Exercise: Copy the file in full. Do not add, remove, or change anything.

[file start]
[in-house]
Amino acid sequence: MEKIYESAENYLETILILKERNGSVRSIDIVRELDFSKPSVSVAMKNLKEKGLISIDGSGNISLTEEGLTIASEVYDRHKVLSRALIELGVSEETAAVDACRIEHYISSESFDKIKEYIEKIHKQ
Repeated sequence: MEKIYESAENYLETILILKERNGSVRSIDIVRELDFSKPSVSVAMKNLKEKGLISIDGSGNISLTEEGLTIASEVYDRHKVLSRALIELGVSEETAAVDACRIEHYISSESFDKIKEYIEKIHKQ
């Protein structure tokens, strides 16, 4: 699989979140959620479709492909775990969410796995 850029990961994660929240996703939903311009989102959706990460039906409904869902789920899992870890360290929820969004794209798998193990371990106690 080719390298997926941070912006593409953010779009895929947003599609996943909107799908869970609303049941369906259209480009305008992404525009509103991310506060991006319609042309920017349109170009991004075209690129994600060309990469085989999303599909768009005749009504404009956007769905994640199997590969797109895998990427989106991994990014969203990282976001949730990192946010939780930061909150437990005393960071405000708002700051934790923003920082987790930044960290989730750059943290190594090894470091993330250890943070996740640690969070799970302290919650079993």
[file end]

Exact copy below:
[in-house]
Amino acid sequence: MEKIYESAENYLETILILKERNGSVRSIDIVRELDFSKPSVSVAMKNLKEKGLISIDGSGNISLTEEGLTIASEVYDRHKVLSRALIELGVSEETAAVDACRIEHYISSESFDKIKEYIEKIHKQ
Repeated sequence: MEKIYESAENYLETILILKERNGSVRSIDIVRELDFSKPSVSVAMKNLKEKGLISIDGSGNISLTEEGLTIASEVYDRHKVLSRALIELGVSEETAAVDACRIEHYISSESFDKIKEYIEKIHKQ
């Protein structure tokens, strides 16, 4: 699989979140959620479709492909775990969410796995 850029990961994660929240996703939903311009989102959706990460039906409904869902789920899992870890360290929820969004794209798998193990371990106690 080719390298997926941070912006593409953010779009895929947003599609996943909107799908869970609303049941369906259209480009305008992404525009509103991310506060991006319609042309920017349109170009991004075209690129994600060309990469085989999303599909768009005749009504404009956007769905994640199997590969797109895998990427989106991994990014969203990282976001949730990192946010939780930061909150437990005393960071405000708002700051934790923003920082987790930044960290989730750059943290190594090894470091993330250890943070996740640690969070799970302290919650079993």